illustration of Laura wearing her mothers hat and holding a basket with a shadowy figure behind her

The Garden Party: And Other Stories

by Katherine Mansfield

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How does the narrator establish a sense of social class in the opening of the story "The Garden Party"?

In the opening of the story "The Garden Party," the narrator establishes a sense of social class through the speech of the characters, and also through the clothing that the characters wear.

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At the beginning of the story there is a clear contrast between the speech of the characters from the upper class Sheridan family on the one hand, and the speech of the lower class workmen on the other. This contrast immediately foregrounds the importance of social class to the rest of the story.

One of the daughters of the Sheridan family, Meg, asks her mother, "Where do you want the marquee put, mother?" The mother then replies, "My dear child, it's no use asking me." The fact that Meg addresses her mother as "mother," and is in turn addressed as "my dear child," suggests that they are from an upper-class family. Their speech is formal and polite. In contrast, the workmen speak in a much more informal, colloquial manner. One of the workmen says, for example, "You see, with a thing like a marquee ... you want to put it somewhere where it'll give you a bang slap in the eye."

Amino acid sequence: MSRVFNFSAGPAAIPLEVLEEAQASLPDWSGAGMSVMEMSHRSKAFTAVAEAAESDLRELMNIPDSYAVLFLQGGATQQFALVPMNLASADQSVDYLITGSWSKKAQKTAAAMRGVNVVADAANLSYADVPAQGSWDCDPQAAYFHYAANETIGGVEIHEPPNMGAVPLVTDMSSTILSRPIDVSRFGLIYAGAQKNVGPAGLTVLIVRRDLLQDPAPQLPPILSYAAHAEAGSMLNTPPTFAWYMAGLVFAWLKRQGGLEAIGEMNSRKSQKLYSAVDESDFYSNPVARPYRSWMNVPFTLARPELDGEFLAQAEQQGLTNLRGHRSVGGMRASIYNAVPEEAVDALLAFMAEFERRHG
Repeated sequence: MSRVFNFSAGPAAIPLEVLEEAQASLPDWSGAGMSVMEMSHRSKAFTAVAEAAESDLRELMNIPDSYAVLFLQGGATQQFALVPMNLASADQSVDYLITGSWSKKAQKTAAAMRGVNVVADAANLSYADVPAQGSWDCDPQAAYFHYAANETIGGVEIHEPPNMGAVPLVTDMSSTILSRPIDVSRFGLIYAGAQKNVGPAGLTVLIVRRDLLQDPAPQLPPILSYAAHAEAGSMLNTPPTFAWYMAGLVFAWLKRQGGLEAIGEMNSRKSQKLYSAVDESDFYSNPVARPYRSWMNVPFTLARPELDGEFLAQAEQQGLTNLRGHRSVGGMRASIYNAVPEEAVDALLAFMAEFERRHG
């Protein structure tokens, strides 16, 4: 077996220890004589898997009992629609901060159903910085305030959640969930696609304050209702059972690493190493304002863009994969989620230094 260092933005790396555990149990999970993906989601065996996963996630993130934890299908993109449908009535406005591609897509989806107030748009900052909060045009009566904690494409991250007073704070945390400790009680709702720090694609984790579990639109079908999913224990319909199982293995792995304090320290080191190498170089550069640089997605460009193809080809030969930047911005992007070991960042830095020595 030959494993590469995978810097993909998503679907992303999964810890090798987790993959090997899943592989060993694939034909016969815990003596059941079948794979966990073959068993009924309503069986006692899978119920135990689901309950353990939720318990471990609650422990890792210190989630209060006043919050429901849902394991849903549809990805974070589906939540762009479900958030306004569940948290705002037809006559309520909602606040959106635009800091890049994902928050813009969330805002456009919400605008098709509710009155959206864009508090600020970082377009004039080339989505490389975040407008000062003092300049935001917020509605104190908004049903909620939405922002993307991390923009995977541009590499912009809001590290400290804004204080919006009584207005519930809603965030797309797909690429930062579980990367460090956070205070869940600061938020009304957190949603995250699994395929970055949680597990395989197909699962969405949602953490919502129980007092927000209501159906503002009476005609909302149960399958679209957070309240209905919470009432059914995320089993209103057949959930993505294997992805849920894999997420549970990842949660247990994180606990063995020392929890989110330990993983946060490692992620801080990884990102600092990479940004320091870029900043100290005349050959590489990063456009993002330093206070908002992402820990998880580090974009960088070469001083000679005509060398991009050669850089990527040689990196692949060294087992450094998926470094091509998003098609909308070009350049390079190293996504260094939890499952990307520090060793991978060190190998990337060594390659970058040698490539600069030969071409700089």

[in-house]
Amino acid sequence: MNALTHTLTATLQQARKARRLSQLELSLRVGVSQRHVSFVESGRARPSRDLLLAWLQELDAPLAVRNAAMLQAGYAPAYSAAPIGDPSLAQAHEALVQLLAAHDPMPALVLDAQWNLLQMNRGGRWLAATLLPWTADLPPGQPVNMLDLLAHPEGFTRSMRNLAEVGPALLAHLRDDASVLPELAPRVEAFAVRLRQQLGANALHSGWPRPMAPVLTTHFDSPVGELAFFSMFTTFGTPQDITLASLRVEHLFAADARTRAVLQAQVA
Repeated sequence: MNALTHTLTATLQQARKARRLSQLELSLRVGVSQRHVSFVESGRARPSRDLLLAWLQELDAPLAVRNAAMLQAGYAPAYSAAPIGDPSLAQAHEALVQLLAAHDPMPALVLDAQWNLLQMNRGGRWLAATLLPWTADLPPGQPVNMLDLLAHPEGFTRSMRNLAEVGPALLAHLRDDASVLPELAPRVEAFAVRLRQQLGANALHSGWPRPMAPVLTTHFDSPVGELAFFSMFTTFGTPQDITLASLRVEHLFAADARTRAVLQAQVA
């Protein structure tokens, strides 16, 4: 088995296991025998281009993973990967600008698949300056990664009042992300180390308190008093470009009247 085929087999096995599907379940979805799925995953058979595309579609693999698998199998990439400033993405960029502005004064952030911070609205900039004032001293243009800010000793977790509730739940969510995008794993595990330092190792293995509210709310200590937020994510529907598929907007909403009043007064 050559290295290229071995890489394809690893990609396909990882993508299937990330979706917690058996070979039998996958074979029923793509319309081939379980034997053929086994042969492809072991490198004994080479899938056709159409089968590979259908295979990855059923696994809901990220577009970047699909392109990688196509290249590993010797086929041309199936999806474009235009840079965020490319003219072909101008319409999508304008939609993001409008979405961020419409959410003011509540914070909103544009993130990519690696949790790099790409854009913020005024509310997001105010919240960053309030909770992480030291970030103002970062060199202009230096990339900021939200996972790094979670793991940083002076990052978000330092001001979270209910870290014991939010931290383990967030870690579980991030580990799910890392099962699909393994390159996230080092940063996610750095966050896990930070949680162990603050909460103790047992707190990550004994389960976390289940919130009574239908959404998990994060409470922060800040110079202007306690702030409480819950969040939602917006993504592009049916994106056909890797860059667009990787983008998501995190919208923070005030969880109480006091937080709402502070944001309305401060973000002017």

The sense of social class being important is also indicated through the contrasting clothing of the characters. For example, Meg's sister, Jose, is described as wearing "a silk petticoat and a kimono jacket," whereas the workmen are described as being dressed "in their shirt-sleeves," with "big tool-bags slung on their backs." Jose's clothes suggest an upper class girl used to an easy, comfortable life, whereas the workmen's clothes suggest working men used to hard and physical labor.

The contrast between the comfortable and easy lives of the Sheridan family and the hard, physical lives of the workmen, is also suggested by the narrator's descriptions of their respective movements and demeanours. Jose Sheridan is described as moving like a "butterfly." Laura Sheridan asks questions of the workmen "gently," and when Laura walks across the lawn the narrator says, "Away she skimmed." In contrast, when describing the movements and demeanors of the workmen the narrator uses words such as "thrust," "haggard," and "shouldered." This contrasting language suggests the gentleness and lightness of the upper class Sheridan family, and the forcefulness and heaviness of the workmen.

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